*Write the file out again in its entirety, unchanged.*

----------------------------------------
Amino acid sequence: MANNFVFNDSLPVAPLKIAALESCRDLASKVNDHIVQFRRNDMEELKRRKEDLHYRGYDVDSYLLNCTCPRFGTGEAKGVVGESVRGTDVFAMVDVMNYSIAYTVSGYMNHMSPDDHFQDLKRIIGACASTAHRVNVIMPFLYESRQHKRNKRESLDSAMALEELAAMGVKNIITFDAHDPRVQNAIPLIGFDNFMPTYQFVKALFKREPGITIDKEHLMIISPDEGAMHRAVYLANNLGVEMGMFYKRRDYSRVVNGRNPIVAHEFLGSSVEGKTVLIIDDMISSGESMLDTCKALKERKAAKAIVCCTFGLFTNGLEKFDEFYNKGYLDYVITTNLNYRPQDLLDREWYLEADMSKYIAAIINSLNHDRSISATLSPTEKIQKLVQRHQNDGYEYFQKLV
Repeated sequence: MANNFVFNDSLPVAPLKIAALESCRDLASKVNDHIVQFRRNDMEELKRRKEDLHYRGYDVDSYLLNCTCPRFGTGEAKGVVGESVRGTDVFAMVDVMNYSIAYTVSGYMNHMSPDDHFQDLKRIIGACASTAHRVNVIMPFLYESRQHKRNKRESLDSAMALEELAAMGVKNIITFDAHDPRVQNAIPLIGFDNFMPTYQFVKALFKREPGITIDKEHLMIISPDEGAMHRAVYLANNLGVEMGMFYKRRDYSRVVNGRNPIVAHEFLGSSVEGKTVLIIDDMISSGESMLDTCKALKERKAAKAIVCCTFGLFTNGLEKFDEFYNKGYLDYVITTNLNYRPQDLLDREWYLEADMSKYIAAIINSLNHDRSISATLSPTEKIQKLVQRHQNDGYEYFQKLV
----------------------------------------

Amino acid sequence: MANNFVFNDSLPVAPLKIAALESCRDLASKVNDHIVQFRRNDMEELKRRKEDLHYRGYDVDSYLLNCTCPRFGTGEAKGVVGESVRGTDVFAMVDVMNYSIAYTVSGYMNHMSPDDHFQDLKRIIGACASTAHRVNVIMPFLYESRQHKRNKRESLDSAMALEELAAMGVKNIITFDAHDPRVQNAIPLIGFDNFMPTYQFVKALFKREPGITIDKEHLMIISPDEGAMHRAVYLANNLGVEMGMFYKRRDYSRVVNGRNPIVAHEFLGSSVEGKTVLIIDDMISSGESMLDTCKALKERKAAKAIVCCTFGLFTNGLEKFDEFYNKGYLDYVITTNLNYRPQDLLDREWYLEADMSKYIAAIINSLNHDRSISATLSPTEKIQKLVQRHQNDGYEYFQKLV
Repeated sequence: MANNFVFNDSLPVAPLKIAALESCRDLASKVNDHIVQFRRNDMEELKRRKEDLHYRGYDVDSYLLNCTCPRFGTGEAKGVVGESVRGTDVFAMVDVMNYSIAYTVSGYMNHMSPDDHFQDLKRIIGACASTAHRVNVIMPFLYESRQHKRNKRESLDSAMALEELAAMGVKNIITFDAHDPRVQNAIPLIGFDNFMPTYQFVKALFKREPGITIDKEHLMIISPDEGAMHRAVYLANNLGVEMGMFYKRRDYSRVVNGRNPIVAHEFLGSSVEGKTVLIIDDMISSGESMLDTCKALKERKAAKAIVCCTFGLFTNGLEKFDEFYNKGYLDYVITTNLNYRPQDLLDREWYLEADMSKYIAAIINSLNHDRSISATLSPTEKIQKLVQRHQNDGYEYFQKLV